Eating Better Every Day

Report finds people, especially boomers, are eating better than ever

When it comes to what's for dinner, more Americans are picking something good for them, says an Oregon State University researcher.

"Consumers are making more of an effort to eat healthier," says Carolyn Raab, OSU Extension foods and nutrition specialist in Corvallis.

10 Food Trends

Consumers are increasingly seeking foods that offer specific health benefits, according to a report recently published in Food Technology magazine by A. Elizabeth Sloan. Sloan, who holds a doctorate degree in food science and nutrition, identified 10 food trends:

v 57 percent of households are making an effort to eat healthy. Baby boomers are opting for healthy side dishes and vegetables, and healthful kids' foods have outsold regular products by 3 to 1.

v 88 percent of consumers think it's important to eat foods that are naturally good sources of nutrients versus taking supplements (67 percent) or eating fortified foods (56 percent).

v Consumers are shifting from dieting and weight-loss programs to managing weight through smaller portions, specific food restrictions and low-fat foods.

v In 2007, 32 percent of consumers made an effort to eat foods with omega-3 fatty acids, 20 percent ate foods that reduce cholesterol and 18 percent ate foods with olive oil.

v A majority of consumers are trying to live a preventive lifestyle. Vitamin C topped the list of nutrients that consumers purchased last year (68 percent), followed by calcium (49 percent) and B vitamins (46 percent).

v Forty-five percent of shoppers checked labels for sodium content, 45 percent for calories, 42 percent for sugar content.

v Organic food and beverage sales grew 13 percent in 2007, and 25 percent of consumers now cite farmers markets as their preferred location for fresh produce.

v Shoppers also are looking for food with no hormones and transfats and are seeking products in environmentally friendly packaging.

v 66 percent of consumers seek snacks with more nutrition, and 63 percent are looking for lower-calorie favorites.

v The number of adults who perceive that they or their children suffer from food allergies, intolerances and sensitivities is growing, and 37 percent say they are very concerned about gastrointestinal issues.

v 55 percent of adults report needing an energy boost several times a week and seek nutrients such as vitamin B and energy drinks to increase energy levels.

v Healthful foods are no longer found only in health-food stores; convenience stores and restaurants are offering more healthy alternatives.

Baby boomers in particular are setting a better table these days, eating more foods with omega-3 fatty acids, such as salmon, and mixing up oatmeal to help reduce high cholesterol levels.

Consumers, Raab says, are shifting from dieting and weight-loss programs to managing weight with smaller portions, specific food restrictions and low-fat foods.

A. Elizabeth Sloan, who compiled a report on food trends that appeared in Food Technology magazine, says people are increasingly looking for foods that are as fresh and as close to the farm as time and budget allow.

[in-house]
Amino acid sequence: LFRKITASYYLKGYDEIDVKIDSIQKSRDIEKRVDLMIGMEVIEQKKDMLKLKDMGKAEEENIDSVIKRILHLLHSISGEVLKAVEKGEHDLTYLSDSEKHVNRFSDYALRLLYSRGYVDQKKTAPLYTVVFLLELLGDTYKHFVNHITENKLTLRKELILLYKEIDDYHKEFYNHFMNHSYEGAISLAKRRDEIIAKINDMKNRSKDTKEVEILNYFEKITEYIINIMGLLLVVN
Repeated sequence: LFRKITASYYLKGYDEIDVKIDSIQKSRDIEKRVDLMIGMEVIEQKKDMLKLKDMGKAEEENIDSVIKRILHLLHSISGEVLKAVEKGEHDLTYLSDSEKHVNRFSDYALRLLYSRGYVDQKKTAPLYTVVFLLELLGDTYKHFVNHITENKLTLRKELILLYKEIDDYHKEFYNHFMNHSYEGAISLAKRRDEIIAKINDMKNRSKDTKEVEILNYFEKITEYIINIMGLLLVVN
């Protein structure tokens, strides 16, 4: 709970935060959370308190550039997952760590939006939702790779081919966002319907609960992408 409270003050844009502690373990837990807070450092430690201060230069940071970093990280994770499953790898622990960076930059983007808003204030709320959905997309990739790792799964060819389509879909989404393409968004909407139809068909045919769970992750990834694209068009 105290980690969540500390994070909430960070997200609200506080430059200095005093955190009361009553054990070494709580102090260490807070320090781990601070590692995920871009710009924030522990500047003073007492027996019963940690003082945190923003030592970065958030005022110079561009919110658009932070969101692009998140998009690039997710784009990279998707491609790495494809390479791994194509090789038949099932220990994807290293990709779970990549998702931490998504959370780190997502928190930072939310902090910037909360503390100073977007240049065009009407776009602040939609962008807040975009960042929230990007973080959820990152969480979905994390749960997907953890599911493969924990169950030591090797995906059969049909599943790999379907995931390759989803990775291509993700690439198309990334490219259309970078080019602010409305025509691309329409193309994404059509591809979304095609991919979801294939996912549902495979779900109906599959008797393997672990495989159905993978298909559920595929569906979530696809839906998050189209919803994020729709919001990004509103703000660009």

"The interest in local has been growing," she says, which is fueling an increase in local growers markets."

Local growers also are looking more attractive to consumers because of the various food scares in recent months.

"Something like that leads consumers to change their behavior," Sloan says.

Another finding — one that might not be as good — is that people are consuming more energy drinks, such as Red Bull.

Raab says she's interested to see whether rising food prices will have an impact on the trend in future studies. "As food prices increase, people may tend to eat out a little less," she says. But it's difficult to predict, she adds, because some people may buy more fast-food meals as prices increase.

The information on trends is valuable to OSU, Raab says, because it helps educators arrange programming for workshops. For example, increasing food prices may lead more people to take up home gardening. The university's Extension, then, would want to offer more food-preservation workshops.

"There might be more interest in our workshops on things like canning," she says.

Sharon Johnson, an associate professor in health and human sciences at OSU and faculty member of the Southern Oregon Research and Extension Center, says one popular workshop teaches adults and children about healthful snacks, such as how to make a smoothie with spinach.

Johnson admits the suggestion usually gets some grimaces from audience members, until they taste it.

"I've never had anyone not like them," she says.

One young student gave Johnson a helpful tip: Cut into a glazed doughnut and look at the knife, then cut into an apple and look at the knife. It helps you understand what you're asking your body to digest, she says.

Johnson says the Extension Center offers a repertoire of a dozen classes, ranging from stretching the dollar to gourmet creations using items already in your pantry.

In addition to scheduled classes, the Extension will conduct presentations for groups.

For more information about local workshops taught through OSU Extension or to request a catalog, call 776-7371.

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